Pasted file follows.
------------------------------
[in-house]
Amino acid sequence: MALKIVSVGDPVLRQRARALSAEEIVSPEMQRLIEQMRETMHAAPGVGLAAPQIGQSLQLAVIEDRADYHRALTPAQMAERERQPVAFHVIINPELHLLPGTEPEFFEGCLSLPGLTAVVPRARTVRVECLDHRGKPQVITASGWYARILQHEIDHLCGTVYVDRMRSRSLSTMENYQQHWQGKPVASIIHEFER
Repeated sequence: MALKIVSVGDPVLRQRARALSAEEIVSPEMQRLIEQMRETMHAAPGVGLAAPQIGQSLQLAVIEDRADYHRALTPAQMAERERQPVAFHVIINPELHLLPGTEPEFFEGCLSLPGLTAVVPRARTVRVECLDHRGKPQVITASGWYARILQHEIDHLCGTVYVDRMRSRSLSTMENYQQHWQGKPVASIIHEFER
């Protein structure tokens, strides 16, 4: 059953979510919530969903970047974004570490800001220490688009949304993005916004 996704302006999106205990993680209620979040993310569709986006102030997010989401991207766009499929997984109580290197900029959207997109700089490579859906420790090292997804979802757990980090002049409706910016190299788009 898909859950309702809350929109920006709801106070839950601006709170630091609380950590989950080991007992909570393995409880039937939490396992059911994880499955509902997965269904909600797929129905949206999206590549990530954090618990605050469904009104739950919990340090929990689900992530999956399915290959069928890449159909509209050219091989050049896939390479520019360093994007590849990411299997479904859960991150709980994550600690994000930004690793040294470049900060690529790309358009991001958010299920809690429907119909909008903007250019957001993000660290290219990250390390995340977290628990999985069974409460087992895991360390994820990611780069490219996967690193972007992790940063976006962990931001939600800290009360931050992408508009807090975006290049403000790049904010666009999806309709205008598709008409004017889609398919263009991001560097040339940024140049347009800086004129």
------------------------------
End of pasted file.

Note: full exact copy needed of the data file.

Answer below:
[in-house]
Amino acid sequence: MALKIVSVGDPVLRQRARALSAEEIVSPEMQRLIEQMRETMHAAPGVGLAAPQIGQSLQLAVIEDRADYHRALTPAQMAERERQPVAFHVIINPELHLLPGTEPEFFEGCLSLPGLTAVVPRARTVRVECLDHRGKPQVITASGWYARILQHEIDHLCGTVYVDRMRSRSLSTMENYQQHWQGKPVASIIHEFER
Repeated sequence: MALKIVSVGDPVLRQRARALSAEEIVSPEMQRLIEQMRETMHAAPGVGLAAPQIGQSLQLAVIEDRADYHRALTPAQMAERERQPVAFHVIINPELHLLPGTEPEFFEGCLSLPGLTAVVPRARTVRVECLDHRGKPQVITASGWYARILQHEIDHLCGTVYVDRMRSRSLSTMENYQQHWQGKPVASIIHEFER
């Protein structure tokens, strides 16, 4: 059953979510919530969903970047974004570490800001220490688009949304993005916004 996704302006999106205990993680209620979040993310569709986006102030997010989401991207766009499929997984109580290197900029959207997109700089490579859906420790090292997804979802757990980090002049409706910016190299788009 898909859950309702809350929109920006709801106070839950601006709170630091609380950590989950080991007992909570393995409880039937939490396992059911994880499955509902997965269904909600797929129905949206999206590549990530954090618990605050469904009104739950919990340090929990689900992530999956399915290959069928890449159909509209050219091989050049896939390479520019360093994007590849990411299997479904859960991150709980994550600690994000930004690793040294470049900060690529790309358009991001958010299920809690429907119909909008903007250019957001993000660290290219990250390390995340977290628990999985069974409460087992895991360390994820990611780069490219996967690193972007992790940063976006962990931001939600800290009360931050992408508009807090975006290049403000790049904010666009999806309709205008598709008409004017889609398919263009991001560097040339940024140049347009800086004129």